A snapshot of Football CAS at UWC Mostar.
At UWC Mostar, the co-curricular program is more than simply counting CAS hours: it forms the center of a student’s experience, structuring the rhythms of the week, bringing students out of their minds for a bit: into the space of creation, into the body of action, and into the engagement with others. All students are required to write a set of “CAS reflections” over their two years, so we’ve selected a few below to give you a more personal sense of the lived experience of the co-curricular program in Mostar.
Sports and athletics play an integral role in our co-curricular program here at UWCiM. Not only they help us stay healthy, they also help us meet new people and have fun after long days of classes. Our Activity CASes are as diverse as our student body, ranging from rugby matches on Sunday mornings to relaxed yoga classes in the afternoon.
In case a student is already following some sport activity that he/she would like to continue pursuing, but it is not offered in the college itself, it is always possible to join local Mostar sport clubs.
The most amazing things about the martial arts it's the fact the martial arts are not only the sports. As the name says it is an art. There is so much more than just pure fighting ("martial"). It has its own heritage, culture. Behind all of this fighting, there is a language, philosophy and the way of living. Having this background makes the martial arts so special to train.
I continued silking even in the second term. I learn two new tricks and sometimes when I would get tired I would just try to climb the wall or learn something from gymnastics from one girl who was also going to the climbing CAS. I learnt few things from gymnastics that have showed to be useful for the silk as well. Climbing helped me to stay in good physical condition, to release my stress, sometimes it even took away my migraines and helped me to sleep better in the night. It also made me realized that I want to become better at silking and gymnastics and continue with it even back home. Even though I still have a lot to learn from both fields.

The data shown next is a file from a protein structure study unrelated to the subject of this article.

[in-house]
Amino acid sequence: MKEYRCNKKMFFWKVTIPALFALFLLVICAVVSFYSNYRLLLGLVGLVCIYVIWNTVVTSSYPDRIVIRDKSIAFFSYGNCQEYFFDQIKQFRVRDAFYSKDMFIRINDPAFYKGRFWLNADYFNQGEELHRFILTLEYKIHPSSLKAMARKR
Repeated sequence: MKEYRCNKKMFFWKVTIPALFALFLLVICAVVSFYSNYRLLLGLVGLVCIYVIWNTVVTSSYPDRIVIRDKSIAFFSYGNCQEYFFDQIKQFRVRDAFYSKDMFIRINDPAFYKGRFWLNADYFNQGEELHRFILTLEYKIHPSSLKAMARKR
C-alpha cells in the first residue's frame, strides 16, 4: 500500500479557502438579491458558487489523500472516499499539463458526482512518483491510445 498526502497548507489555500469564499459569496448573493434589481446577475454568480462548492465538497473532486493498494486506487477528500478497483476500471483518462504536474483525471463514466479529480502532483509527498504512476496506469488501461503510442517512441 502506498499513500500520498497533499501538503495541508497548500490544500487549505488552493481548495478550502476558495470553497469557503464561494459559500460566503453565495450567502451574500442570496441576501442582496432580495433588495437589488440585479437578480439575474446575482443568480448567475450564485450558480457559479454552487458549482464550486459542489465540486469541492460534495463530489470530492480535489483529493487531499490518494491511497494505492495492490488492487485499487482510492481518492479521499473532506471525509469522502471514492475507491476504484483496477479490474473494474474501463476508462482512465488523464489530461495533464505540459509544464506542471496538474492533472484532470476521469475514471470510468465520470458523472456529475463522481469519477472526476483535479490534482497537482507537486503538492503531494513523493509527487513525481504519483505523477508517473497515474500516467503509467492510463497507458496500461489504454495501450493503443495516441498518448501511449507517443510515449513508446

Today the rugby training was extraordinary! A member of the Bosnian national rugby team joined us to teach us some basic skills. He was very nice and only when we started, did we actually realise how little technique we have, which made it all the more necessary that he was there.
We started with the usual warming up - I am getting so much better at catching and throwing at high speed! - and then we proceeded to passing and tackling techniques.
The passing was surprisingly fine, although I still struggle to coordinate my limbs every now and then, but we are getting better and better tuned at each other, which is amazing!
But then…. the tackling. Although it is one of the reasons that I chose this activity in the first place, I still have a hard time with putting actual force in a physical interaction with someone else. Even if Aviv tells me that I can really push as hard as I want (and his muscles confirm this even more convincingly), I still cannot bring myself to actually grab his legs and pull him down with all my weight. No idea if that is the pacifist in me, or if I’m just too afraid to get hurt :)
However, after two hours of rolling in the grass, I did get a bit better and in the final game I managed to tackle Parker, something that had never happened before. Practice makes perfect, I guess...
Today was the last day of the tournament for the UWC football team. We were beaten 4-1, but played our best game (in my opinion) of the tournament. We possessed the ball meaningfully and had numerous chances on goal (Peter and Uzi both beat the goalie but couldn't get past the post). I played reasonably well as goalkeeper, making several saves that I normally wouldn't, but was also burned pretty badly on a 2-on-1 that got through our defense. I think the difficulties that the football CAS has in such tournaments stem largely from a lack of time on the pitch, as evidenced by the fact that we steadily improved as the tournament went on.